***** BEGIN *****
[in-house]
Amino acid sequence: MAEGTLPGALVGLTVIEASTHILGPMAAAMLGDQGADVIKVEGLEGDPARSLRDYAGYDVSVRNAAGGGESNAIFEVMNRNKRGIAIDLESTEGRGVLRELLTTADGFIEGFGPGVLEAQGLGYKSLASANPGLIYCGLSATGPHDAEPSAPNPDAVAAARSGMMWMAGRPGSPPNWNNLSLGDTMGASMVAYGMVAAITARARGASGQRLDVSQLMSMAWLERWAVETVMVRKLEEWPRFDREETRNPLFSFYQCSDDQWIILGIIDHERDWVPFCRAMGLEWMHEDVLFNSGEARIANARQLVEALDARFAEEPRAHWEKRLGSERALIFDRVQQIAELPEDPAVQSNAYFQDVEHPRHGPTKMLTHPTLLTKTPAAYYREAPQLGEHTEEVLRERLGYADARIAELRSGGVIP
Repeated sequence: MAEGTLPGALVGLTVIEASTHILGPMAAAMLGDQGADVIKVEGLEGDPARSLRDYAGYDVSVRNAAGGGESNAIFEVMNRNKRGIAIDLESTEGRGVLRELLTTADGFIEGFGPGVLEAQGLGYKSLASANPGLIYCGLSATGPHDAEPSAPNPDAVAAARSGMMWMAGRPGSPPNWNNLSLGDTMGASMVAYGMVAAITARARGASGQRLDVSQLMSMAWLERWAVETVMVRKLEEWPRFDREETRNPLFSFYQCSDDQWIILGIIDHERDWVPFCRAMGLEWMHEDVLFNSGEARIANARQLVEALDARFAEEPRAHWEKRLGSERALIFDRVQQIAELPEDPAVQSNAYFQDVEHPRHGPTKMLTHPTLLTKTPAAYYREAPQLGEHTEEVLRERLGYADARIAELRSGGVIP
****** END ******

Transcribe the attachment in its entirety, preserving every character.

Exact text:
[in-house]
Amino acid sequence: MAEGTLPGALVGLTVIEASTHILGPMAAAMLGDQGADVIKVEGLEGDPARSLRDYAGYDVSVRNAAGGGESNAIFEVMNRNKRGIAIDLESTEGRGVLRELLTTADGFIEGFGPGVLEAQGLGYKSLASANPGLIYCGLSATGPHDAEPSAPNPDAVAAARSGMMWMAGRPGSPPNWNNLSLGDTMGASMVAYGMVAAITARARGASGQRLDVSQLMSMAWLERWAVETVMVRKLEEWPRFDREETRNPLFSFYQCSDDQWIILGIIDHERDWVPFCRAMGLEWMHEDVLFNSGEARIANARQLVEALDARFAEEPRAHWEKRLGSERALIFDRVQQIAELPEDPAVQSNAYFQDVEHPRHGPTKMLTHPTLLTKTPAAYYREAPQLGEHTEEVLRERLGYADARIAELRSGGVIP
Repeated sequence: MAEGTLPGALVGLTVIEASTHILGPMAAAMLGDQGADVIKVEGLEGDPARSLRDYAGYDVSVRNAAGGGESNAIFEVMNRNKRGIAIDLESTEGRGVLRELLTTADGFIEGFGPGVLEAQGLGYKSLASANPGLIYCGLSATGPHDAEPSAPNPDAVAAARSGMMWMAGRPGSPPNWNNLSLGDTMGASMVAYGMVAAITARARGASGQRLDVSQLMSMAWLERWAVETVMVRKLEEWPRFDREETRNPLFSFYQCSDDQWIILGIIDHERDWVPFCRAMGLEWMHEDVLFNSGEARIANARQLVEALDARFAEEPRAHWEKRLGSERALIFDRVQQIAELPEDPAVQSNAYFQDVEHPRHGPTKMLTHPTLLTKTPAAYYREAPQLGEHTEEVLRERLGYADARIAELRSGGVIP